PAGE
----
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Planting Hope: A Master Gardener’s tips for tree planting

Tree planting tips from a Master Gardener

“He who plants a tree, plants hope,” wrote Lucy Larcom. It seems neither floods or being in the fourth year of an agricultural economic downturn has deterred hope in rural Iowa, because more and more farmers are planting trees. As we approach 2019 National Arbor Day, it’s time to take another look at the true value of trees to those who plant them and those who enjoy them.

We live in a world where the ‘planting’ we do these days is too often relegated to positioning ourselves before a computer screen or TV. We complain about our teenagers spending hours playing Fortnite, yet we spend more time each year binging our favorite shows on Netflix. Is anyone surprised by studies that show Americans spend 92 percent of their time indoors?

Some cultures are trying to reclaim nature and trees to help them get off the couch and improve health. Walking through the woodlands is embraced in Japan, known as “shinrin-yoku” (forest bathing). It’s even prescribed by doctors as a vital way to destress and improve health and productivity, and this is the kind of ‘soak’ you can do over your lunch hour, fully clothed!

While trees are beloved by stressed-out urban folks to promote relaxation and health, they’ve always had a more practical attraction to Iowa farmers; trees protect the soil, reduce energy costs and farm odors and also help control snow in winter.

Livestock farmers, in particular, are planting more trees in Iowa, thanks to the innovative work being done by the Coalition to Support Iowa’s Farmers (CSIF) and their Green Farmstead Partner Program. That program, which partners with Trees Forever and Iowa Nursery Landscape Association, taps into tree nursery experts in 99 Iowa counties to plant trees on livestock farms. The Green Farmstead Partner program put more than 70,000 trees in the ground in the last 10 years! “We see the interest in trees far from peaking, which speaks highly for Iowa livestock and poultry farmers because it comes at a time when they’re struggling with depressed commodity prices. They still want to invest in trees because they want to be good neighbors and do the right thing,” says CSIF Executive Director Brian Waddingham.

Trying to get more farmers to embrace their ‘inner Lorax’ and plant trees pushed the Green Farmstead Partner organizers to add an interactive nursery map on their website so farmers can see planting designs and connect to tree experts in their area.

Of course, you don’t have to live on a farm to plant a tree. Nearly every state in the nation has upcoming National Arbor Day events planned, and you can go to their website to check one out in your area (shovel optional!). Or, if there isn’t anything on the calendar in your area but you want to plant a tree with your family, here are three basic rules I learned this past year, while studying to become a Master Gardener:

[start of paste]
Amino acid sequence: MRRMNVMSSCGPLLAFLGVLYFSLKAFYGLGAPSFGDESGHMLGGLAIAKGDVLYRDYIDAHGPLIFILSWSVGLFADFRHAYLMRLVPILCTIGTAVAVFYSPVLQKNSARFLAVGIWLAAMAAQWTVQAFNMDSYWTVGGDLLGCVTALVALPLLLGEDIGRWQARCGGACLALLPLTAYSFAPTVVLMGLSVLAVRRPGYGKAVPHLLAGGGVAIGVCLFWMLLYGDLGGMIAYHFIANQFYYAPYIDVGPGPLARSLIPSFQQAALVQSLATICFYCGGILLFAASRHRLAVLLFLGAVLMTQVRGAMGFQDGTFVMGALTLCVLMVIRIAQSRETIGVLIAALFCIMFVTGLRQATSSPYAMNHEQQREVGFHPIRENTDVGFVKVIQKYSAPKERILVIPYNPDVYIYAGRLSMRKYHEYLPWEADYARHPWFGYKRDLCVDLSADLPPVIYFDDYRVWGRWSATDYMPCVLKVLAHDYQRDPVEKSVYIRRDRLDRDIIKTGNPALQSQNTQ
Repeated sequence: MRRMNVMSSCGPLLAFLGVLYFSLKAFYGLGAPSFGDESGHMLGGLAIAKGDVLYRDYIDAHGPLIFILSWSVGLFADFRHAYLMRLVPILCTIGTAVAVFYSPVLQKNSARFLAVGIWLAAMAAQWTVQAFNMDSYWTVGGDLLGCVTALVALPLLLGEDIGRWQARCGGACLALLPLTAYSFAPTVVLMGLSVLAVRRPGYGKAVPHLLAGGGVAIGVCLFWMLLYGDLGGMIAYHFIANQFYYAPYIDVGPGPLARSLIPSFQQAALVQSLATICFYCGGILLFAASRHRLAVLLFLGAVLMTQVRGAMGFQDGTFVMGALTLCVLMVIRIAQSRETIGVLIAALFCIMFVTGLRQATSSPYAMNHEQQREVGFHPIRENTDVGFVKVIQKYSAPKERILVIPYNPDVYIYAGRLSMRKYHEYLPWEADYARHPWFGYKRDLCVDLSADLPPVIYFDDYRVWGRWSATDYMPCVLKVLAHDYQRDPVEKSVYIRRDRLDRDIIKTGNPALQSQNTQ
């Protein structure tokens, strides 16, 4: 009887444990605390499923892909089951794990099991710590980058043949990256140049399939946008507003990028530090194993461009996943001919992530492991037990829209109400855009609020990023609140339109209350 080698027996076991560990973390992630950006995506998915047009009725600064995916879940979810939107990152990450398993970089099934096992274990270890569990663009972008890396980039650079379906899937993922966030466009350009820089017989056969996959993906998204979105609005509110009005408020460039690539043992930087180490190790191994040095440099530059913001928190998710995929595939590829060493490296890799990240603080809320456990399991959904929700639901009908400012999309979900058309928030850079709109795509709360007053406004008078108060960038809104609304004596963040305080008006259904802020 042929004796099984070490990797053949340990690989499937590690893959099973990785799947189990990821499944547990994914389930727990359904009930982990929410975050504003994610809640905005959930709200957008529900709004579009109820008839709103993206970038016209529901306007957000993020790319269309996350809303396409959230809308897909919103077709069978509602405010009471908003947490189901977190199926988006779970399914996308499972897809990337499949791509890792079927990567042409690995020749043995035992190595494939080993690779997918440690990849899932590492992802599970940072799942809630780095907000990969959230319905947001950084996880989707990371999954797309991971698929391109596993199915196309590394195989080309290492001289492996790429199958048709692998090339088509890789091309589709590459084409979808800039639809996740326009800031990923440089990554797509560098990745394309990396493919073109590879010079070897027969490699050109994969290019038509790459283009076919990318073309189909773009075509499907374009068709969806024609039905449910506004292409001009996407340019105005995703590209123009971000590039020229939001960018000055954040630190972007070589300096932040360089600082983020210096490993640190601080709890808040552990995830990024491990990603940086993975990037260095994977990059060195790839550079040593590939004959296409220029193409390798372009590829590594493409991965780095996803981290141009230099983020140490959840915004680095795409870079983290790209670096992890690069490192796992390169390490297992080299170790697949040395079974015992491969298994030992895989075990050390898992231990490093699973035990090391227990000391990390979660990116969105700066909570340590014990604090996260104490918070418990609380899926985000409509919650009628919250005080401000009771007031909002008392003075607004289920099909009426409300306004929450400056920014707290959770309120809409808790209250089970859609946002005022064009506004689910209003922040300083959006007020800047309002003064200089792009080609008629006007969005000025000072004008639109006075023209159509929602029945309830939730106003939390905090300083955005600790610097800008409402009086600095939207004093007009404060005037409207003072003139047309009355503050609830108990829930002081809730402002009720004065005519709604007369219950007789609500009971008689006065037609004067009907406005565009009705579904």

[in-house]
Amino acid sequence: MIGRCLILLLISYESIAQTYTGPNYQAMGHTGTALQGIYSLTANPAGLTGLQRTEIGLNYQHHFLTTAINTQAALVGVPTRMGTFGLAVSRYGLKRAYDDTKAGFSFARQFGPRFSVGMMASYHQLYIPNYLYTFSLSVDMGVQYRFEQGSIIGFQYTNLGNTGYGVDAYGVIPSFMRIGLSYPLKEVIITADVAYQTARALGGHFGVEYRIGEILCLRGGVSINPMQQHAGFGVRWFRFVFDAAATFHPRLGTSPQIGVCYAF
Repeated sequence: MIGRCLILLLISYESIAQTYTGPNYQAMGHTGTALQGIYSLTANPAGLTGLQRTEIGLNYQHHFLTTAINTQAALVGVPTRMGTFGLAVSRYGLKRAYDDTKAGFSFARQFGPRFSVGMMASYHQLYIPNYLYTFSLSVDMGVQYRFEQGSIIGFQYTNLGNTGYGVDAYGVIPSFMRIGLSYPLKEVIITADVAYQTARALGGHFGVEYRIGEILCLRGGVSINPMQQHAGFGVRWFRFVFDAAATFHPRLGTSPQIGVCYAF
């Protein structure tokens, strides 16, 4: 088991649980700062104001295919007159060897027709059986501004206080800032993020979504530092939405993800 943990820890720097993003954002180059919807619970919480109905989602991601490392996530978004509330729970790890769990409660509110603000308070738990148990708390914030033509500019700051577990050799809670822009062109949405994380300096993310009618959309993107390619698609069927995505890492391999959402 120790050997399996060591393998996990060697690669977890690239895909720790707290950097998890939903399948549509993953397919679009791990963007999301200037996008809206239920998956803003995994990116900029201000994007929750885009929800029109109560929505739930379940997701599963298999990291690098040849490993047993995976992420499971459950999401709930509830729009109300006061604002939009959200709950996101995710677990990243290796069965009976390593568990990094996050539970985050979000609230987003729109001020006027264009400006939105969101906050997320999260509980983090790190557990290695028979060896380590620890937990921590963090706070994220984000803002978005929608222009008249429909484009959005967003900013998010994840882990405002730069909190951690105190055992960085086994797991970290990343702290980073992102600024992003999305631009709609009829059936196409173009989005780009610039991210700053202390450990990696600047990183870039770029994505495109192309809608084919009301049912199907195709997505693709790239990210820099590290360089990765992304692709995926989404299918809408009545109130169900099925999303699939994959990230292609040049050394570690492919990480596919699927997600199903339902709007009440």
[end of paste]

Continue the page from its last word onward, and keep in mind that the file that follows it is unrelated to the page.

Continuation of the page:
1. Location, location, location. It matters in real estate just as much as tree planting! Ask yourself what kind of light is your tree going to get? How big will this tree get? What kind of weather and soil does the tree prefer? In other words, falling in love with the redwoods in California is one thing---getting them to grow three feet from your front porch in Iowa is another. Also, before you plant a tree in a public place, better call your local city hall to learn the rules.
  2. Pests—know what’s out there in your area before you choose which tree to plant. Planting an ash tree in Iowa isn’t a good plan because emerald ash borer, which kills those trees, is pretty much statewide by now. There are pests and fungus issues with other trees, too, so you should call your local nursery or your friendly Iowa State University Extension Outreach tree experts before you reach for the shovel. You don’t want to spend time, money and labor planting a tree that could be wiped out by pests before you even get to enjoy the shade of its branches!
  3. Site preparation matters. If it were about just digging a hole, my chihuahua would be qualified. You should dig a hole two to three times the width of the tree ball roots and make sure it’s not too deep or too shallow. Again, your friendly Extension horticulturalist could help you out on that one.

No matter where you live or what your reasons for planting a tree, I certainly hope you do. And not just on National Arbor Day. A tree is a testament of your commitment to something beyond yourself. A tree carries a footprint that can last long past your own. No matter where you go, what you do or who you become, the tree you plant will stand as a testament to your hope for this generation, and those yet to be born.



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